Xenopus laevis

PERSONAL EXPERIENCE: I have had wonderful experiences with African Clawed Frogs. As the only purely freshwater aquatic frogs I have worked with, they are very easy to care for! As someone who may be looking to branch out from fish to frogs, this is a great first step

African Clawed Frogs do require a level of commitment as all amphibians do. They have an instinct to leave poor water quality “pools” by crawling up onto land to find a better home. If you neglect their enclosure, they will escape in search of a suitable body of water. However, your home does not have other pools like their native home of South Africa. Henceforth, this usually does not end well for the frog in a human environment. In short, take proper care of them or they will leave!

A fun fact about these frogs is that they do not have a “traditional” frog tongue, they have no tongue at all! They use their hands to shovel food into their mouths!


LIFE SPAN: 15 years

ACTIVITY: African Clawed Frogs are nocturnal, meaning they rest during the day and are active at night. They typically hide away in hides or plants within their enclosure to rest. sleep in the day. At night, they will swim around their tank, call for a mate, and hunt if you feed with live food.

ENCLOSURE: African Clawed Frogs are fully aquatic freshwater frogs. Meaning they require aquariums filled to the proper level needed for your filtration system. An important feature for African Clawed Frogs is a large space to allow them to bolt around their tank. It is key to not use small pebbles for substrate. African Clawed Frogs will consume them and become impacted, usually leading to death. I personally suggest placing a layer of Fluval Plant and Shrimp Stratum. This promotes plant growth and can be passed through the frog if ingested. A variety of live plants will add cover and good nutrients to your enclosure. Java Moss, Java Fern, and Hornwort have flourished in my enclosures with African Clawed Frogs. After placing around 2 inches of stratum on the bottom of the enclosure, you may add a piece of aquarium safe driftwood. I use these wood features as a base to my enclosure, typically going right down the middle. Then plant the tallest plants in the back corners (Of course keep the filter in mind, you do not want the filter sucking up the plants). And then place smaller and smaller plants into the center. This provides open space in the front for them to swim freely. I then placed large pieces of natural slate over the stratum that was exposed. The goal is to cover as much substrate as possible, locking plants roots in, and providing a natural environment. Be sure all stones are secure and will not move with a current. You may add other aquarium decor or driftwood once the base is complete! DIY slate hides make beautiful and natural features in your enclosure as well.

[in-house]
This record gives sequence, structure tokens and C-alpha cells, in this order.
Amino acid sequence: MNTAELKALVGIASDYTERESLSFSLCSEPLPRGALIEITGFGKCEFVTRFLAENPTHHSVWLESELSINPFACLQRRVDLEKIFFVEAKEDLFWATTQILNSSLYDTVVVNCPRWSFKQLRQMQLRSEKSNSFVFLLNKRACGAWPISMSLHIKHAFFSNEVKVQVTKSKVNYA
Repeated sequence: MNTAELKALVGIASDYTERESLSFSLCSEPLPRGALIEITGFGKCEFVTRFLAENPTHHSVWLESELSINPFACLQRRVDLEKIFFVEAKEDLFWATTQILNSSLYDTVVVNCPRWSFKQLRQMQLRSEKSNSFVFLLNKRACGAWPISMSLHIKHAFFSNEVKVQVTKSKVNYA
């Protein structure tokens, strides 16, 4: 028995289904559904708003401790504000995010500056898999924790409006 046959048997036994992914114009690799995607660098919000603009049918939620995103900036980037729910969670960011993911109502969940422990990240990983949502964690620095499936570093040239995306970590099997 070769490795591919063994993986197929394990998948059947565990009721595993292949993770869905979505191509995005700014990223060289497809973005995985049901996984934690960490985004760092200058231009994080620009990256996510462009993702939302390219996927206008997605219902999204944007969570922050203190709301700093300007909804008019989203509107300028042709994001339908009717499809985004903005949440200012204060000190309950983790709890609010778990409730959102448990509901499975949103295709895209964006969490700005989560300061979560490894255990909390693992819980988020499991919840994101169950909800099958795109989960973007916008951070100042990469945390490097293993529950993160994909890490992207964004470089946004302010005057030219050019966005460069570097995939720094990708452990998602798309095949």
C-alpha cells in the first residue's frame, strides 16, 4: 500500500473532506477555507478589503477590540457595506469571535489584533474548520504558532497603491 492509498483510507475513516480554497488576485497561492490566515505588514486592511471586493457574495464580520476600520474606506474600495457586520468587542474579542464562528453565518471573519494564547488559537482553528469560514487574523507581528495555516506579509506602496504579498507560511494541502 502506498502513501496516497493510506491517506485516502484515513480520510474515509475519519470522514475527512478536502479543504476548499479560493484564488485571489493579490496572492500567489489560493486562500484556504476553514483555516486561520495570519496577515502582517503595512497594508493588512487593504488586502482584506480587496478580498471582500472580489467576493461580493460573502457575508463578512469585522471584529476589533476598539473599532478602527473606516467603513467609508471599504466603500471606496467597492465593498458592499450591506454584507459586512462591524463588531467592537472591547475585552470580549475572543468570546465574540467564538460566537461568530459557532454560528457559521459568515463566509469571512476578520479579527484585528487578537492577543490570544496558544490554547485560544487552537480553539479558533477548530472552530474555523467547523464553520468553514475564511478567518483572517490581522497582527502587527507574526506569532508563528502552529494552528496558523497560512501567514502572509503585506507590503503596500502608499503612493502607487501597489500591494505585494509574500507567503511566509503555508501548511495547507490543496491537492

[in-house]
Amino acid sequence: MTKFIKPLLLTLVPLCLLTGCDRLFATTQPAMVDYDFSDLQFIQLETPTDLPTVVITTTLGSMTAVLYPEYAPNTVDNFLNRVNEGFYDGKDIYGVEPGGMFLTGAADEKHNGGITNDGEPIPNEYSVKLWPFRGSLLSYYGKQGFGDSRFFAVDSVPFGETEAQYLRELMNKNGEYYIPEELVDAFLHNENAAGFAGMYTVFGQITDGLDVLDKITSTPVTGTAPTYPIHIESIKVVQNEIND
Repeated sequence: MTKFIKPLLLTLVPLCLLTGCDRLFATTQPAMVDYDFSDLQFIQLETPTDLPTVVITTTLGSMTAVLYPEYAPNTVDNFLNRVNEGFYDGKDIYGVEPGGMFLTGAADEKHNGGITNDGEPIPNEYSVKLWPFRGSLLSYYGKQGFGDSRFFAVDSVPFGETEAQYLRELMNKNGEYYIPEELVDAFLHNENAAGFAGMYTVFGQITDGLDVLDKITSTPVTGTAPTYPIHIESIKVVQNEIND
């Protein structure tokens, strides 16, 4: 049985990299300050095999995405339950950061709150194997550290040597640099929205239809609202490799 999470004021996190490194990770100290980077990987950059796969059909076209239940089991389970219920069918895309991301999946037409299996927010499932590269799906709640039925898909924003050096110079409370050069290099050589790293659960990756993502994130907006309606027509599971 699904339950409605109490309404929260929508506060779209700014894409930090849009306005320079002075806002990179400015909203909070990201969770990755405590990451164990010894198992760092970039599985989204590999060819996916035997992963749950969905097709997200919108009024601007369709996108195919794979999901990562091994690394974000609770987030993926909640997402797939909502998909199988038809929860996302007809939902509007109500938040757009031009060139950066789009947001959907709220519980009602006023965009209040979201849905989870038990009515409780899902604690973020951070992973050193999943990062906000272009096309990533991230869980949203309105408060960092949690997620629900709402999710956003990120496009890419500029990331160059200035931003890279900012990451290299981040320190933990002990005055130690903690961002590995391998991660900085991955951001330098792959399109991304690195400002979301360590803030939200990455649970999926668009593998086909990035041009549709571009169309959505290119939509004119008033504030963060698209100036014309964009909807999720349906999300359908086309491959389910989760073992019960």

A filtration system is needed for African Clawed frogs unless you pursue a bioactive aquarium. Picking the right filter requires personal research. I have had the best experiences with Tetra’s Whisper line of filters. You will need to find a filter that fits the size of your aquarium (gallons).